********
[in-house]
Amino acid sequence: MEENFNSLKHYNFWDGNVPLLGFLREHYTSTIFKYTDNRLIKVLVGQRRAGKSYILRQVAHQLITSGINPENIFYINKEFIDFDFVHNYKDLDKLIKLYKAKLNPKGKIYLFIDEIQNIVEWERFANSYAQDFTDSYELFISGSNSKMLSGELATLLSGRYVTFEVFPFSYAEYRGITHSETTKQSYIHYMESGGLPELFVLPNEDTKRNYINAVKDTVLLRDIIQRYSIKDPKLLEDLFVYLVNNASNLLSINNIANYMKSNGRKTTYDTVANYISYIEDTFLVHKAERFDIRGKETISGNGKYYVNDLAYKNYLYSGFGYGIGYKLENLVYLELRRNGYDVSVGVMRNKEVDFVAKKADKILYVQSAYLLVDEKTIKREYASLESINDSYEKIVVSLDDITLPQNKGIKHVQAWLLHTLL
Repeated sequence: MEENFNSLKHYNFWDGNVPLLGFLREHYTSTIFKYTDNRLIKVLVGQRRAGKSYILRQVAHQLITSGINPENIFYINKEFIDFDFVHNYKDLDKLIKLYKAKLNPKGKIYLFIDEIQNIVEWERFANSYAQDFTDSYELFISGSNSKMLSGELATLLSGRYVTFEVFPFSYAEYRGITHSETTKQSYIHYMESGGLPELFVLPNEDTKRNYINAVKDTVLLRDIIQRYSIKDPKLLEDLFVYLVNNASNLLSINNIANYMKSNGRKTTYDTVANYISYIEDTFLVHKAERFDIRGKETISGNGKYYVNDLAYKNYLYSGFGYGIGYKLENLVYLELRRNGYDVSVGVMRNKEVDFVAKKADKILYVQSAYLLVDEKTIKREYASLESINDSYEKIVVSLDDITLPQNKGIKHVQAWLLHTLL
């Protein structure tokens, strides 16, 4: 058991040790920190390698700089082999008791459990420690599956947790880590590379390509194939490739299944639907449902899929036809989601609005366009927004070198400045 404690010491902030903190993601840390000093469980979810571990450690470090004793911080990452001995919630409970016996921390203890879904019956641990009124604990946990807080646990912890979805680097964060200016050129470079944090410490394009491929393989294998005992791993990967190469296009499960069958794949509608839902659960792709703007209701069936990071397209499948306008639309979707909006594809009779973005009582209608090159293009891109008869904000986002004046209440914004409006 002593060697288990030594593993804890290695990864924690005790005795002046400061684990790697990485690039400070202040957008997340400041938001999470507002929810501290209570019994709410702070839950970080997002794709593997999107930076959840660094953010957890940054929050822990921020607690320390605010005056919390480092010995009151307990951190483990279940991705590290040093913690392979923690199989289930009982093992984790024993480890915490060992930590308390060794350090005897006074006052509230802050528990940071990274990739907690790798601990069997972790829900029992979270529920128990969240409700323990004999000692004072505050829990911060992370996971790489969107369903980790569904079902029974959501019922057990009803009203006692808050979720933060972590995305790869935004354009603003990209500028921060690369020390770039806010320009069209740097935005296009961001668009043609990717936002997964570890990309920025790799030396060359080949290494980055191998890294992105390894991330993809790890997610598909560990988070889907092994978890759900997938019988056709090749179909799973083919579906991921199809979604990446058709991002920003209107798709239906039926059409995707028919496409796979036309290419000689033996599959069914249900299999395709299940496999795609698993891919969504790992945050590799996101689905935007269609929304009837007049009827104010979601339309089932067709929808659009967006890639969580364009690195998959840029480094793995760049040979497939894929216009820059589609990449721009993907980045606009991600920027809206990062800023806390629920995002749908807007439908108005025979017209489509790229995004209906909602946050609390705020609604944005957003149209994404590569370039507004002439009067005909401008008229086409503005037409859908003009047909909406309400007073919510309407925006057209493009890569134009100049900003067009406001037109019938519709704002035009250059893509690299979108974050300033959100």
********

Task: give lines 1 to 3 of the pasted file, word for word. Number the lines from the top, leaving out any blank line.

[in-house]
Amino acid sequence: MEENFNSLKHYNFWDGNVPLLGFLREHYTSTIFKYTDNRLIKVLVGQRRAGKSYILRQVAHQLITSGINPENIFYINKEFIDFDFVHNYKDLDKLIKLYKAKLNPKGKIYLFIDEIQNIVEWERFANSYAQDFTDSYELFISGSNSKMLSGELATLLSGRYVTFEVFPFSYAEYRGITHSETTKQSYIHYMESGGLPELFVLPNEDTKRNYINAVKDTVLLRDIIQRYSIKDPKLLEDLFVYLVNNASNLLSINNIANYMKSNGRKTTYDTVANYISYIEDTFLVHKAERFDIRGKETISGNGKYYVNDLAYKNYLYSGFGYGIGYKLENLVYLELRRNGYDVSVGVMRNKEVDFVAKKADKILYVQSAYLLVDEKTIKREYASLESINDSYEKIVVSLDDITLPQNKGIKHVQAWLLHTLL
Repeated sequence: MEENFNSLKHYNFWDGNVPLLGFLREHYTSTIFKYTDNRLIKVLVGQRRAGKSYILRQVAHQLITSGINPENIFYINKEFIDFDFVHNYKDLDKLIKLYKAKLNPKGKIYLFIDEIQNIVEWERFANSYAQDFTDSYELFISGSNSKMLSGELATLLSGRYVTFEVFPFSYAEYRGITHSETTKQSYIHYMESGGLPELFVLPNEDTKRNYINAVKDTVLLRDIIQRYSIKDPKLLEDLFVYLVNNASNLLSINNIANYMKSNGRKTTYDTVANYISYIEDTFLVHKAERFDIRGKETISGNGKYYVNDLAYKNYLYSGFGYGIGYKLENLVYLELRRNGYDVSVGVMRNKEVDFVAKKADKILYVQSAYLLVDEKTIKREYASLESINDSYEKIVVSLDDITLPQNKGIKHVQAWLLHTLL